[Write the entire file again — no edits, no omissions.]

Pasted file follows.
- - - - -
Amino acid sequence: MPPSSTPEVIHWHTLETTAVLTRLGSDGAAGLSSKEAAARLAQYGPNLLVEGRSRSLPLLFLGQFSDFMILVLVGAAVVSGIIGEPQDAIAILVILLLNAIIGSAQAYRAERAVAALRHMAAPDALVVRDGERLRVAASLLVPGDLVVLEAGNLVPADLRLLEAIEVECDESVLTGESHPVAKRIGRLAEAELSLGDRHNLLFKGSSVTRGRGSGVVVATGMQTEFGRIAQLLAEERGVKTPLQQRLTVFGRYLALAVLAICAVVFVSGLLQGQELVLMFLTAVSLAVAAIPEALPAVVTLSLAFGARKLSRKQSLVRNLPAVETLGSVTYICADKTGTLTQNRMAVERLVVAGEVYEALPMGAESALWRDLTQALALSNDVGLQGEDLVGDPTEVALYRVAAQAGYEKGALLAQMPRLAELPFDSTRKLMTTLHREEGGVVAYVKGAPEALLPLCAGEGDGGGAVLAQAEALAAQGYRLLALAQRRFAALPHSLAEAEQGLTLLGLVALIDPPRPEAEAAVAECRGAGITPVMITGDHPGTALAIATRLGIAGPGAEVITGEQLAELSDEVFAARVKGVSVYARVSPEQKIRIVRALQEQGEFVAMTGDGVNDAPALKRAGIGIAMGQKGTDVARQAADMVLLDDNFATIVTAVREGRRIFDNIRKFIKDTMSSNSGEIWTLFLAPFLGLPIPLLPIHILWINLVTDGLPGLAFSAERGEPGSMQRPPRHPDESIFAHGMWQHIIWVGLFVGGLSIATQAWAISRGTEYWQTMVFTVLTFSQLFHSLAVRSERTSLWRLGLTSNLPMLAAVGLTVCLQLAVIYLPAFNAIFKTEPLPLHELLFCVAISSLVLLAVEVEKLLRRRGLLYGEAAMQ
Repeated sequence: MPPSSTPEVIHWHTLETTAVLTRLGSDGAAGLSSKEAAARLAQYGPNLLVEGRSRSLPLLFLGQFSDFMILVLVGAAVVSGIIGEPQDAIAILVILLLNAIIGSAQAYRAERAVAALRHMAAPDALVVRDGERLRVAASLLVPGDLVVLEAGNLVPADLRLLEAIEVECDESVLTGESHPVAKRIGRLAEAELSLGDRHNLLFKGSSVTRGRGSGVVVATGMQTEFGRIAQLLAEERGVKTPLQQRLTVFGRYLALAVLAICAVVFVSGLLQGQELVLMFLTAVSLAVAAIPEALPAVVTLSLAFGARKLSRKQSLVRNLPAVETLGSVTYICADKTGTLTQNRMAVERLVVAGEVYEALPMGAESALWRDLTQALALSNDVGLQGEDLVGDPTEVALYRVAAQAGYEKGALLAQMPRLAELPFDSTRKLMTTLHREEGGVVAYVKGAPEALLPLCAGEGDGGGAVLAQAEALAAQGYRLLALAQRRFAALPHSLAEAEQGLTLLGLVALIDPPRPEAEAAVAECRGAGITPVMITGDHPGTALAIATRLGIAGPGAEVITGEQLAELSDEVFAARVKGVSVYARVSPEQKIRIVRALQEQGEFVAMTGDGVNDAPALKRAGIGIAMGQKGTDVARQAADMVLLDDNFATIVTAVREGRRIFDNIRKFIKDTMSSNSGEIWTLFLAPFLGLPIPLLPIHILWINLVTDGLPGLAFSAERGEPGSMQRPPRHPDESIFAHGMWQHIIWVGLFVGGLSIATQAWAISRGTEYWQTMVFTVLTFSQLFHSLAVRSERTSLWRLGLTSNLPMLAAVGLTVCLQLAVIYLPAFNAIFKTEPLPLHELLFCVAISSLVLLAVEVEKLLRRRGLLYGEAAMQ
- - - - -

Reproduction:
Amino acid sequence: MPPSSTPEVIHWHTLETTAVLTRLGSDGAAGLSSKEAAARLAQYGPNLLVEGRSRSLPLLFLGQFSDFMILVLVGAAVVSGIIGEPQDAIAILVILLLNAIIGSAQAYRAERAVAALRHMAAPDALVVRDGERLRVAASLLVPGDLVVLEAGNLVPADLRLLEAIEVECDESVLTGESHPVAKRIGRLAEAELSLGDRHNLLFKGSSVTRGRGSGVVVATGMQTEFGRIAQLLAEERGVKTPLQQRLTVFGRYLALAVLAICAVVFVSGLLQGQELVLMFLTAVSLAVAAIPEALPAVVTLSLAFGARKLSRKQSLVRNLPAVETLGSVTYICADKTGTLTQNRMAVERLVVAGEVYEALPMGAESALWRDLTQALALSNDVGLQGEDLVGDPTEVALYRVAAQAGYEKGALLAQMPRLAELPFDSTRKLMTTLHREEGGVVAYVKGAPEALLPLCAGEGDGGGAVLAQAEALAAQGYRLLALAQRRFAALPHSLAEAEQGLTLLGLVALIDPPRPEAEAAVAECRGAGITPVMITGDHPGTALAIATRLGIAGPGAEVITGEQLAELSDEVFAARVKGVSVYARVSPEQKIRIVRALQEQGEFVAMTGDGVNDAPALKRAGIGIAMGQKGTDVARQAADMVLLDDNFATIVTAVREGRRIFDNIRKFIKDTMSSNSGEIWTLFLAPFLGLPIPLLPIHILWINLVTDGLPGLAFSAERGEPGSMQRPPRHPDESIFAHGMWQHIIWVGLFVGGLSIATQAWAISRGTEYWQTMVFTVLTFSQLFHSLAVRSERTSLWRLGLTSNLPMLAAVGLTVCLQLAVIYLPAFNAIFKTEPLPLHELLFCVAISSLVLLAVEVEKLLRRRGLLYGEAAMQ
Repeated sequence: MPPSSTPEVIHWHTLETTAVLTRLGSDGAAGLSSKEAAARLAQYGPNLLVEGRSRSLPLLFLGQFSDFMILVLVGAAVVSGIIGEPQDAIAILVILLLNAIIGSAQAYRAERAVAALRHMAAPDALVVRDGERLRVAASLLVPGDLVVLEAGNLVPADLRLLEAIEVECDESVLTGESHPVAKRIGRLAEAELSLGDRHNLLFKGSSVTRGRGSGVVVATGMQTEFGRIAQLLAEERGVKTPLQQRLTVFGRYLALAVLAICAVVFVSGLLQGQELVLMFLTAVSLAVAAIPEALPAVVTLSLAFGARKLSRKQSLVRNLPAVETLGSVTYICADKTGTLTQNRMAVERLVVAGEVYEALPMGAESALWRDLTQALALSNDVGLQGEDLVGDPTEVALYRVAAQAGYEKGALLAQMPRLAELPFDSTRKLMTTLHREEGGVVAYVKGAPEALLPLCAGEGDGGGAVLAQAEALAAQGYRLLALAQRRFAALPHSLAEAEQGLTLLGLVALIDPPRPEAEAAVAECRGAGITPVMITGDHPGTALAIATRLGIAGPGAEVITGEQLAELSDEVFAARVKGVSVYARVSPEQKIRIVRALQEQGEFVAMTGDGVNDAPALKRAGIGIAMGQKGTDVARQAADMVLLDDNFATIVTAVREGRRIFDNIRKFIKDTMSSNSGEIWTLFLAPFLGLPIPLLPIHILWINLVTDGLPGLAFSAERGEPGSMQRPPRHPDESIFAHGMWQHIIWVGLFVGGLSIATQAWAISRGTEYWQTMVFTVLTFSQLFHSLAVRSERTSLWRLGLTSNLPMLAAVGLTVCLQLAVIYLPAFNAIFKTEPLPLHELLFCVAISSLVLLAVEVEKLLRRRGLLYGEAAMQ